ABSTRACT: p-(131)I-iodo-L-phenylalanine ((131)I-IPA) is a tumor-specific amino acid derivative that demonstrated antiproliferative and tumoricidal effects on experimental gliomas. This study tested the efficacy of (131)I-IPA combined with external beam photon radiotherapy as a new therapeutic approach against gliomas.
Glioma cells derived from the rat F98 glioma or human Tx3868 or A1207 glioblastoma cell lines were stereotactically inoculated into the brains of Fischer 344 rats or RNU rats. Tumor formation was verified radiologically. On day 8, groups of glioma-bearing rats of each tumor model underwent whole-brain radiotherapy with 8 Gy, an intravenous administration of (131)I-IPA (30 MBq), or combined treatment, aiming for a total of 12 rats per group. Another 12 animals were treated with physiologic saline and served as control.
Control rats had a combined median survival (+/-SD) of 21 +/- 6 d. All revealed metabolically and histologically large tumor masses. Efficacy of radiotherapy alone or a monotherapy with 30 MBq of (131)I-IPA was statistically insignificant on the syngeneic Fischer-F98 model (P >or= 0.45 and P = 0.10, respectively). In contrast, a subset of long-term survivors (>120 d) was observed in RNU rats bearing Tx3868 and A1207 glioblastoma xenografts (18%-25% and 35%-45% for radiotherapy and (131)I-IPA, respectively). Combined (131)I-IPA and radiotherapy treatment significantly prolonged median survival for the syngeneic Fischer-F98 glioma model (P < 0.01) and human glioblastoma-bearing RNU rats alike (P < 0.05). On day 120 after monotherapy with (131)I-IPA, 45% of the RNU rats were still alive, but after 8 Gy of photon radiotherapy only 18%-25% of the RNU and none of the Fischer rats survived. In comparison, 55%-75% survival rates were registered after combined treatment on day 120 for all animal models.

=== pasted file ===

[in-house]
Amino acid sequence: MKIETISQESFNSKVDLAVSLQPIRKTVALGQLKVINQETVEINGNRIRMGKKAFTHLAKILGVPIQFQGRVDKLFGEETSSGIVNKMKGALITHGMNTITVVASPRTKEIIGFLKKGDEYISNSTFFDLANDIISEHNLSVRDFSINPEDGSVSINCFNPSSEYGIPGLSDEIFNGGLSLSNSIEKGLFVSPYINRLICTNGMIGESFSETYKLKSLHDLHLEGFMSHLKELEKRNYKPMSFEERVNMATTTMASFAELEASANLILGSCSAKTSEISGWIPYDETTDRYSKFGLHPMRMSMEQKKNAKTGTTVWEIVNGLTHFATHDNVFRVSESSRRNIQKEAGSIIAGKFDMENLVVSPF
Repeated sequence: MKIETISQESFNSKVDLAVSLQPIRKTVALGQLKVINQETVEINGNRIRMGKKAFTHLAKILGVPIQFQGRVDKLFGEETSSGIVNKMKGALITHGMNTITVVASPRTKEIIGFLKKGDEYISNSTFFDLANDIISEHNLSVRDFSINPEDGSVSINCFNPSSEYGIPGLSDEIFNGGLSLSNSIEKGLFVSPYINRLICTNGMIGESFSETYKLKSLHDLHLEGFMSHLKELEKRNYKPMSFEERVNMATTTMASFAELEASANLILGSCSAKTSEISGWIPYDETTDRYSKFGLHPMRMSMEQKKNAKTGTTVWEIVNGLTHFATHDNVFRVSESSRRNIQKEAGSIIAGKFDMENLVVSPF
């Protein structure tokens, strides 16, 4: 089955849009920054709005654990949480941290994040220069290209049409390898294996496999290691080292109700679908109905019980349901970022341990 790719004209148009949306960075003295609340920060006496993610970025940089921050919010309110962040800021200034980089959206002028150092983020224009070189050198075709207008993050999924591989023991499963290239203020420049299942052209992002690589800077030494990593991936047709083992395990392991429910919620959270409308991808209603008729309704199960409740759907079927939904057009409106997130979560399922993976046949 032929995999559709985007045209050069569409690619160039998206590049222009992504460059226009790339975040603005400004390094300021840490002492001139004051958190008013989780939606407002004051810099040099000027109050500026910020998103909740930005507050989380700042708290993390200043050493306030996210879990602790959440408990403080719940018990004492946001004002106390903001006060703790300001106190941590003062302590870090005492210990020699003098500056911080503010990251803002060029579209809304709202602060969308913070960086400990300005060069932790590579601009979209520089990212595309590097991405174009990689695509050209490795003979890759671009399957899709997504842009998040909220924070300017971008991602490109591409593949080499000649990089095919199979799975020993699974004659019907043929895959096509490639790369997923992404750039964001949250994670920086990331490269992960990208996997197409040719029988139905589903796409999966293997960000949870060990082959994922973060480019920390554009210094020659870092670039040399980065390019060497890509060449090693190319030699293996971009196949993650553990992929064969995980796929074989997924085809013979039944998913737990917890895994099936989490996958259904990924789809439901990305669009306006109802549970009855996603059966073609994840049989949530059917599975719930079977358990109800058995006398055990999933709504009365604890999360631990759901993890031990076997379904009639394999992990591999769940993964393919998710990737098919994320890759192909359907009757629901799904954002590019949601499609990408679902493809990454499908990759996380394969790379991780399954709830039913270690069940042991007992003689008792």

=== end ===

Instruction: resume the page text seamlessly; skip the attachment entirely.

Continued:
These data convincingly demonstrated that systemic radionuclide therapy with (131)I-IPA combined with external photon radiotherapy is a safe and highly effective treatment for experimental gliomas, which may merit a clinical trial to ascertain its potential in patients with gliomas. Because only a low (131)I-IPA activity and low radiotherapy doses were applied, further optimizations including higher radiation doses and conventional fractionated radiotherapy are warranted.
Journal of Nuclear Medicine 11/2009; 50(12):2025-32. · 6.38 Impact Factor